Australia remains free of FMD. Good biosecurity practices and early detection will be essential to reduce the potential impact of FMD if it ever arrives in Australia.
To learn about the robust national plan in place for FMD, visit Animal Health Australia’s emergency response arrangements under ‘Disease-specific documents’: AUSVETPLAN
FMD is listed as a prohibited matter under the NSW Biosecurity Act 2015. It is an offence for any person to deal with FMD in NSW, including any such carrier. This includes any animal, animal product or other items that may reasonably be suspected of being a carrier of FMD. Penalties apply.
Everyone is required to take actions to prevent, eliminate or minimise risk of an outbreak. This includes a duty to notify authorities if this is suspected to have occurred. Failure to comply with these provisions may be an offence under the Biosecurity Act 2015.
It is illegal to feed food waste containing meat or other mammalian by-products to pigs. This practice is known as swill feeding (swill is also known as prohibited pig feed) and is a high-risk pathway for FMD to enter Australia.
Don’t let feral pigs access your waste.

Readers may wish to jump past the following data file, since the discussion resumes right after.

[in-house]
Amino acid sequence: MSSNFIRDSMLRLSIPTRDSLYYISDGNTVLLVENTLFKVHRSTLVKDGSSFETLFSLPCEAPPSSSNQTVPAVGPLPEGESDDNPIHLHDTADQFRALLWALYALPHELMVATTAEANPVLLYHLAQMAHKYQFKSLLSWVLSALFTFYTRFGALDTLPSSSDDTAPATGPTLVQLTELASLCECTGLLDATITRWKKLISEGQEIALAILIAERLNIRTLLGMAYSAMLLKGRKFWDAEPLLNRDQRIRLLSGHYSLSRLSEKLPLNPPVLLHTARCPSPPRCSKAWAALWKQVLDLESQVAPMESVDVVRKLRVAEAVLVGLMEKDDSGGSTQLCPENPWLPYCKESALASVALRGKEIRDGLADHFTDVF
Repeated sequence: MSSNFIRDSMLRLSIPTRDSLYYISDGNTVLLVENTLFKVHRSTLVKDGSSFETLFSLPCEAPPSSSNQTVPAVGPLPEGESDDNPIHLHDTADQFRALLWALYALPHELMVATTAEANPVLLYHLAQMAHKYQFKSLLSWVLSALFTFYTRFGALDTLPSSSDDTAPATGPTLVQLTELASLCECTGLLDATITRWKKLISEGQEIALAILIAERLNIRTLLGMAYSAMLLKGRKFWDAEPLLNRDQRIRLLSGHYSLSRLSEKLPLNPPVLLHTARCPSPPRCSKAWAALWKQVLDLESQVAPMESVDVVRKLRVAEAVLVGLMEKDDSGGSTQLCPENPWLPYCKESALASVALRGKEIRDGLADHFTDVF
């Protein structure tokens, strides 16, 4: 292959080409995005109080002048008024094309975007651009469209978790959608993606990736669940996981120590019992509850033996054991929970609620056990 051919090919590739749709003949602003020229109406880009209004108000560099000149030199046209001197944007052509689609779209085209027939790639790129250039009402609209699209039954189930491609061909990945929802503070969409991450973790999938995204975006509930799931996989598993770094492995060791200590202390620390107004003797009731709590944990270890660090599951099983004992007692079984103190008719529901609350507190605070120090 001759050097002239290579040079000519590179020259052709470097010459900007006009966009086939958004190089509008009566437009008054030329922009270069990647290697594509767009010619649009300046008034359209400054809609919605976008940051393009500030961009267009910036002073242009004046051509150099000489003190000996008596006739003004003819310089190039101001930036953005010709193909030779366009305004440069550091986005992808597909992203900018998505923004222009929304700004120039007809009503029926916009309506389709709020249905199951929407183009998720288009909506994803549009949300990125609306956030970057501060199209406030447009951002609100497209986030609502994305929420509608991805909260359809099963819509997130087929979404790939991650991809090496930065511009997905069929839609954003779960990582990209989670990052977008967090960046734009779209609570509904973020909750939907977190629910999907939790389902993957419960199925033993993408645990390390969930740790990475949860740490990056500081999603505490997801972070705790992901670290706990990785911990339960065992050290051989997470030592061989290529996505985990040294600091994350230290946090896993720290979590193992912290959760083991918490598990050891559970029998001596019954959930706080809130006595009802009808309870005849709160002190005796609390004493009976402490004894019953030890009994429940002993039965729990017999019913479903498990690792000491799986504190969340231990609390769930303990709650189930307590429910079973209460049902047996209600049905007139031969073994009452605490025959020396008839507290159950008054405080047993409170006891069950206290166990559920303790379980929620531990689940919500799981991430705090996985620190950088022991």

All livestock owners should have a farm biosecurity plan in place on their property, including accurate records of livestock and product movement.
While every farm’s biosecurity plan will be different, there are many strategies that can be implemented Australia-wide to protect against FMD:
Livestock producers should be alert for signs of FMD in their animals:
If animals are showing any signs that are consistent with FMD, this needs to be reported immediately to the Emergency Animal Disease Watch Hotline on 1800 675 888, NSW DPI or Local Land Services District Veterinarian.
Using this information, the NLIS can provide a life history of an animal's movements and discern if contact with other livestock occurred.
For more information on livestock transactions and movements, visit the Integrity Systems Company website.